Tails (a yellow fox like creature with tails) and Sonic (a blue hedgehog with a white mittened fist) pose heroically over a text banner taht reads "Sonic the Hedgehog 2"

Why Video Game Music Matters

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  • A game is more than gameplay and level design, more than story and aesthetic. A complete game is the sum of many parts, an intricate clockwork mechanism that cannot function without each vital component. Somewhere in that finely tuned amalgamation is music, an auditory identity that provides the game with another layer of personality. A game’s music also allows players a way to experience the game outside of actually picking up a controller. For example, when hearing the Chemical Plant Zone music from Sonic 2, it is difficult to avoid picturing the level in your head.

    The ability for game music to elicit that kind of psychological response is powerful, and doubly so when nostalgia is involved. The games we play while growing up become ingrained into our minds, and the music plays a large role in how that happens. This point was hammered home for me while in high school when I had an experience that illustrated the unifying potential of games through their music.

    One of my favorite games from my adolescence is Final Fantasy VII. I’m hardly unique in this respect; it is one of the most revered JRPGs of all time, celebrated for its then-revolutionary presentation and memorable characters. Just as iconic is the game’s music, a brilliant soundtrack by famed composer Nobuo Uematsu. Each track is memorable in its own right and sets the tone brilliantly in the absence of spoken dialogue. Favorites of mine include Red XIII’s Theme, Crazy Motorcycle, and Cid’s Theme, and Jenova’s Theme has been my ringtone for years. My high school friends and I had the game’s soundtrack on CD and would listen to it as we drove around. To this day, I identify the songs of Final Fantasy VII with spending time in my old Corolla as much as I do with the actual game itself.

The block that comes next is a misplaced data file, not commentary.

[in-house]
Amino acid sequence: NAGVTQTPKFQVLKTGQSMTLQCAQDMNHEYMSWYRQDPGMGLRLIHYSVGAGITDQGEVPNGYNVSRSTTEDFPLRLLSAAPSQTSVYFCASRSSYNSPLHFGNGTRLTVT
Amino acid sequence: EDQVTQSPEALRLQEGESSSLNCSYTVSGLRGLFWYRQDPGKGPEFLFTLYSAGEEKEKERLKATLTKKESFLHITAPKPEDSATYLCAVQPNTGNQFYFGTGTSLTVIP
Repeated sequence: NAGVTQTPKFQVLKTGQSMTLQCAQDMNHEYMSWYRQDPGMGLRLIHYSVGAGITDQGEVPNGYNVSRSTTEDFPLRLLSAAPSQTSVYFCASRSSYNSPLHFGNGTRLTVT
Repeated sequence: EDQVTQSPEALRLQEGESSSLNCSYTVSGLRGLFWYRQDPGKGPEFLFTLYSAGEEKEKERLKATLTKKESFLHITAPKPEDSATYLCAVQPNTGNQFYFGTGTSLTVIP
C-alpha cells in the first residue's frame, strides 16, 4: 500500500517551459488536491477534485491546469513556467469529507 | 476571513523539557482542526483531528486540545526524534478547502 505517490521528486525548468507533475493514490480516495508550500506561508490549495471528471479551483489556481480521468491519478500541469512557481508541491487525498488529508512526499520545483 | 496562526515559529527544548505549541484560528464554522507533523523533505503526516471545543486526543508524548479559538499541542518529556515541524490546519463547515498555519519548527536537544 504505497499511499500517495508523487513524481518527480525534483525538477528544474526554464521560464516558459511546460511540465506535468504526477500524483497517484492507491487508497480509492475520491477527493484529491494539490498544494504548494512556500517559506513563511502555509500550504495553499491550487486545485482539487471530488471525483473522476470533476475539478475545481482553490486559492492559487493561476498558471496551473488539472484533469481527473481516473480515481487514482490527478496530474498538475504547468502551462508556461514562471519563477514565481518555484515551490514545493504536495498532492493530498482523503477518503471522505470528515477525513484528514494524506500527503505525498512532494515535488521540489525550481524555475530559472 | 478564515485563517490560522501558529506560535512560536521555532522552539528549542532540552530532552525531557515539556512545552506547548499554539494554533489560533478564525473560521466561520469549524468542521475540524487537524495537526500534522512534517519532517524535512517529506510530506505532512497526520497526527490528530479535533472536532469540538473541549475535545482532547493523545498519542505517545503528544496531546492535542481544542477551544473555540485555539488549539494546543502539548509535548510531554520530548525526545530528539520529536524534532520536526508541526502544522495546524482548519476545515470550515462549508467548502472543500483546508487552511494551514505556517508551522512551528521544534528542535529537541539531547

While in high school, some friends of the family hosted an exchange student named Stephan from Italy. Stephan spoke some English, and we spent a great deal of time with him in a group setting as we watched movies and lounged by the pool. One day, we were all in my Corolla and I started up the car stereo which happened to have an FFVII disc inside. When the music started (it was the theme to Rufus’s Welcoming Ceremony, by the way), Stephan, from the back seat, pointed at the stereo and said, in his Italian accent “Final Fantasy!”

    A game still of a yellow haired anime boy with a large sword, facing towards a futuristic green black city. This is from Final Fantasy VII.

    I’m not sure how this impacted the rest of the people in the car, but for me it ignited an epiphany wherein I realized that games can be a unifying factor the world over. I had known Stephan for less than a month, we barely spoke a common language, and yet we shared a love for Final Fantasy VII that transcended borders and language barriers. It was an important realization that helped me appreciate the art of video games and their music. There’s a reason a market exists for video game vinyl and live symphonies draw huge crowds numbering in the thousands. I like to think that experiences like mine have helped the video game music industry thrive.

    As I type this, Mark of the Traitor is playing in my headphones, and I am searching for some more video game music from my childhood. Maybe I’ll land on some Chrono Trigger or Streets of Rage 2 (if you haven’t listened to this one recently, please do yourself a favor and click that link). Whatever I settle on, it is likely to be just as powerful as any film, and maybe more so, thanks how we tend to personalize video games due to their interactive nature and the large number of hours we spend with them.

    Sometimes experiencing a game easier than dusting off the SNES and plugging in a copy of Final Fantasy III. Sometimes it’s just a matter of putting in some earbuds and hitting play.